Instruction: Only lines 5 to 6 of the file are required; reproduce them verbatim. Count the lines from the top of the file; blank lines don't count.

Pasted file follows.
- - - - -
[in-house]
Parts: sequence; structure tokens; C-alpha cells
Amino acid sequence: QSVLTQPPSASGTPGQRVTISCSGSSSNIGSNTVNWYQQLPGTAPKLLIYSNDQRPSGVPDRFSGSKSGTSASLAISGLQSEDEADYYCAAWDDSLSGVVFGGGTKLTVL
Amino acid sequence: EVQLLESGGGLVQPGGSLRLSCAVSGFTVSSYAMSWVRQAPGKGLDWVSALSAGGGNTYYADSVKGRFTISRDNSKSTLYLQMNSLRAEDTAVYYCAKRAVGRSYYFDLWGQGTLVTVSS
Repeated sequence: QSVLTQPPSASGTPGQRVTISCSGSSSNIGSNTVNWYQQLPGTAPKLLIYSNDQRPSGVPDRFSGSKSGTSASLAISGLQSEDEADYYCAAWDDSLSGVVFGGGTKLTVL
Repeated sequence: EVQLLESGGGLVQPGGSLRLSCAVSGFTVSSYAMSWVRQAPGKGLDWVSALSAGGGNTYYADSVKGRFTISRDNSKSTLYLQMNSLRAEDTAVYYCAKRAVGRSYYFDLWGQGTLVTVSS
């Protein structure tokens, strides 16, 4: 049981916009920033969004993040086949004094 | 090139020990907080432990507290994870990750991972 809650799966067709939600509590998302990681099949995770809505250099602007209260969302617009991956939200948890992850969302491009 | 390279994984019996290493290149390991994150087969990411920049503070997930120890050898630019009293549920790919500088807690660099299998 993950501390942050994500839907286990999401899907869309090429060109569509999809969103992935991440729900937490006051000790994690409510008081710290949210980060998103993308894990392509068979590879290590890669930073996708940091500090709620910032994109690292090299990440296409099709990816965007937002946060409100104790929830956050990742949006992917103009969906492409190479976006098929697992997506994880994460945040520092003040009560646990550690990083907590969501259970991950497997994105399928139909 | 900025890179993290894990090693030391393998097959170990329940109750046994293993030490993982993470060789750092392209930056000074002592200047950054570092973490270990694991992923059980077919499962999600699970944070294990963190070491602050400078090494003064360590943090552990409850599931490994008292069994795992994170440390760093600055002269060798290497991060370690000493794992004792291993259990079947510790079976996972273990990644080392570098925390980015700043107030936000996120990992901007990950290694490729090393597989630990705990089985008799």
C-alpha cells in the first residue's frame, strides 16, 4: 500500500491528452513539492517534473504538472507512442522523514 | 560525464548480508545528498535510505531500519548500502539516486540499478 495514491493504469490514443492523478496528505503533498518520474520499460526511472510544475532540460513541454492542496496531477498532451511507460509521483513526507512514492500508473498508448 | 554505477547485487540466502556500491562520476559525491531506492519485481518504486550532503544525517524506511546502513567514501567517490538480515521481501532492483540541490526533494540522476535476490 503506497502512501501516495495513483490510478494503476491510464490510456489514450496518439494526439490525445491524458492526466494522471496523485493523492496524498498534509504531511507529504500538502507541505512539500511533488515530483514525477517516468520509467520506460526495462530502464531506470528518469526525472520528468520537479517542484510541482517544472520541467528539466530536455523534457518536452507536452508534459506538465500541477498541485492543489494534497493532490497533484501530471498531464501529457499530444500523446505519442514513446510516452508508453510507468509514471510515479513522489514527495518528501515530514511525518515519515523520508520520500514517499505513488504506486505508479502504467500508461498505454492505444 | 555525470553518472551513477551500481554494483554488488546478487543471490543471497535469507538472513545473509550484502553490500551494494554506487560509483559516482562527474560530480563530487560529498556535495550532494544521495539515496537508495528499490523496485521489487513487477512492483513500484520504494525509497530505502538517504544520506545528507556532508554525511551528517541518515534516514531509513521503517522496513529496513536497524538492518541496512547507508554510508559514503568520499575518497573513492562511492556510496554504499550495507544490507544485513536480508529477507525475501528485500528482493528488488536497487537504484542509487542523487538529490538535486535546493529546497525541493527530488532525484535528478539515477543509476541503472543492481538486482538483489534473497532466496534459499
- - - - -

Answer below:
Repeated sequence: QSVLTQPPSASGTPGQRVTISCSGSSSNIGSNTVNWYQQLPGTAPKLLIYSNDQRPSGVPDRFSGSKSGTSASLAISGLQSEDEADYYCAAWDDSLSGVVFGGGTKLTVL
Repeated sequence: EVQLLESGGGLVQPGGSLRLSCAVSGFTVSSYAMSWVRQAPGKGLDWVSALSAGGGNTYYADSVKGRFTISRDNSKSTLYLQMNSLRAEDTAVYYCAKRAVGRSYYFDLWGQGTLVTVSS